Living in Limbo…
My wife, Molly, and I have been delayed quite a long time waiting to return to Indonesia. That delay in 2020 was mostly due to COVID-19 (BOO!) and partly due to a new baby, Justice, (YAY!) born in September 2020. We’re now waiting on our visa application which keeps getting delayed by COVID-19 in Indonesia.
But you may wonder what we have been doing during that delay. I mean, besides getting up five times a night to feed and keep a small human being alive? Well, let me dive into the technical aspect of my current life…
To lighten the workload for our team in Papua, I’m working on multiple projects that I can do by computer. For example, I’m designing and editing aviation maps (we call them charts), airstrip charts, and other digital projects.
One of my biggest projects was building airstrip charts for YAJASI’s newest airplane, a Cessna Caravan, which they bought in 2020. Besides the four Pilatus PC-6 Porters and one Pilatus PC-12, the Caravan makes a great addition to YAJASI’s fleet. It carries more weight and flies faster than a PC-6, and its high-wing design and high propeller clearance ensures that it is rugged enough to handle more airstrips than the PC-12.
One aspect of adding this Caravan to the fleet requires thinking through how we need to fly differently with it. It’s faster and heavier, so it needs to approach a runway at a slightly shallower approach angle. Those differences are significant enough that the chief pilot asked me to design airstrip charts specific to the Caravan.
Pilots survey an airstrip and record their measurements on a form, which they email to me. Then I take their surveys and arrange that data into a standardized format using Adobe Illustrator and InDesign software. I cross-check our information with any available airstrip information from the Indonesian government. I analyze potential approach paths and go-around paths in Google Earth. Then I build an airstrip chart that will help pilots make a safe plan for how to approach and land the airplane, as well as how to prepare for abnormal situations.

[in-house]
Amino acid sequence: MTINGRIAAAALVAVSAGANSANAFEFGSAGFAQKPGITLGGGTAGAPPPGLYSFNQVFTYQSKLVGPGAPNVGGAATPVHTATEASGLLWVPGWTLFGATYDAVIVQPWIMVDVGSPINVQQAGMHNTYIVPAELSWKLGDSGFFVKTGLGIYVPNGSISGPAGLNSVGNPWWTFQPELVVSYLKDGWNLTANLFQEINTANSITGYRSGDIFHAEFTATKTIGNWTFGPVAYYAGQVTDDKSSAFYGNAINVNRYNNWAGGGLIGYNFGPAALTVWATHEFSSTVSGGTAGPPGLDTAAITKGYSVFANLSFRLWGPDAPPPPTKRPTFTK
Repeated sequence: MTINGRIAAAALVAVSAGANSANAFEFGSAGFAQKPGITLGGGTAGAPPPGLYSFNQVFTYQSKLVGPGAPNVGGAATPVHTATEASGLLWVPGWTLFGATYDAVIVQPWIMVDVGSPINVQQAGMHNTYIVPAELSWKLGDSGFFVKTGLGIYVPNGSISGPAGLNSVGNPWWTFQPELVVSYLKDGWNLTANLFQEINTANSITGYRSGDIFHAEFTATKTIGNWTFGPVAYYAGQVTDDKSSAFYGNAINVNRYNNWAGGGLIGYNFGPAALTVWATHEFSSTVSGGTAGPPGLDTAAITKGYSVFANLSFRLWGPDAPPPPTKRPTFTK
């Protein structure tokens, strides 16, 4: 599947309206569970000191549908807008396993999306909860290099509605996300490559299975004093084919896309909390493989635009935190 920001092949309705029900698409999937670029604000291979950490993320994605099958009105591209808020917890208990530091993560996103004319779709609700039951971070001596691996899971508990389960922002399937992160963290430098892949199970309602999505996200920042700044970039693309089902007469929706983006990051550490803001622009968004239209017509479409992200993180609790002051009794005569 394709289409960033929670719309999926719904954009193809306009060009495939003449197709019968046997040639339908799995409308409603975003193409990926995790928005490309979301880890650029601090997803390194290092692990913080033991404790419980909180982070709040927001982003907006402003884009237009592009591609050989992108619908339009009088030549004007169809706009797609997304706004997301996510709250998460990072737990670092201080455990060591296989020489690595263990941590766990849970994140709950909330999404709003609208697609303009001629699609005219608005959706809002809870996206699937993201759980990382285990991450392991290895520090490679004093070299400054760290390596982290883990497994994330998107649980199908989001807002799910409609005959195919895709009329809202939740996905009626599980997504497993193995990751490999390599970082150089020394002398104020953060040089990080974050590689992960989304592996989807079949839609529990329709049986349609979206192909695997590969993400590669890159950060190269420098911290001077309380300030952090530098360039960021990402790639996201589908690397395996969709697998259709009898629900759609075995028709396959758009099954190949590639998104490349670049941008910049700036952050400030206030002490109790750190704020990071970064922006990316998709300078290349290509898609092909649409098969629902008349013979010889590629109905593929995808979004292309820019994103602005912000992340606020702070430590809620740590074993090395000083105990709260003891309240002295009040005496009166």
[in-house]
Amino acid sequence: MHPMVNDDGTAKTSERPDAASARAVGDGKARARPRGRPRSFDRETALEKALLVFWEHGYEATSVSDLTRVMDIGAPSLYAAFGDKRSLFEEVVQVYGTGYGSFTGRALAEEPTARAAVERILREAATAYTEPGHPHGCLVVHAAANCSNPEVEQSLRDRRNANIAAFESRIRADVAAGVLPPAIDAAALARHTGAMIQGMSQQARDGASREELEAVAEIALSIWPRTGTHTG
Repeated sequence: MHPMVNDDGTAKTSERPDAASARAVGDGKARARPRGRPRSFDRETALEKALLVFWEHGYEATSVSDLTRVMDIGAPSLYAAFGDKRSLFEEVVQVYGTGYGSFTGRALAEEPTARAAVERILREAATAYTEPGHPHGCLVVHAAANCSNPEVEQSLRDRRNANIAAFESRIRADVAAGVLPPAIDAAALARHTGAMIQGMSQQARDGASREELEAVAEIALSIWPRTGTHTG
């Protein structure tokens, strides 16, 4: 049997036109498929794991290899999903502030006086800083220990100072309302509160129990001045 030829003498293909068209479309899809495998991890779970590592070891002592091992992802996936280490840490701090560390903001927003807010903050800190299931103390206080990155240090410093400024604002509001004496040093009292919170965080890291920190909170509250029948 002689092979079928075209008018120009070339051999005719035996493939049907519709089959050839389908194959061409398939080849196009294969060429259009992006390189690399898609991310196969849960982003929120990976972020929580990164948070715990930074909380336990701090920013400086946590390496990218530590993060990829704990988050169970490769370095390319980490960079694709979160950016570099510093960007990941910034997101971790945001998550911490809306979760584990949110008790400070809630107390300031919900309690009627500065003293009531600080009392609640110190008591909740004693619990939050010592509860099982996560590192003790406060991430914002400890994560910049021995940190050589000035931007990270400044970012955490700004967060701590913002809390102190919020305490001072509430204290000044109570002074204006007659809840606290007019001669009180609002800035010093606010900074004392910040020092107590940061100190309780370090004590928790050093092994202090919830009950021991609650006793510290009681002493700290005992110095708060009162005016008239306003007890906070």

All of this “behind the scenes” work is not very flashy. It requires sitting at a desk and clicking a mouse thousands of times a day. It’s very easy to get lost in the details and forget, “Why am I doing all this?”
But the important fruit of all this work is in the safe, reliable transportation given to the people of Papua and the ministry workers who serve them. The fruit is in the steady transformation of people’s lives as they hear the seed of God’s Word in a language they clearly understand and produce a crop thirty, sixty, and a hundredfold.
As I dedicate my work to the service of Jesus and his kingdom, I trust that this labor is not in vain. In the words of the apostle Paul: “Therefore, my dear brothers and sisters, stand firm. Let nothing move you. Always give yourselves fully to the work of the Lord, because you know that your labor in the Lord is not in vain” (1 Corinthians 15:58).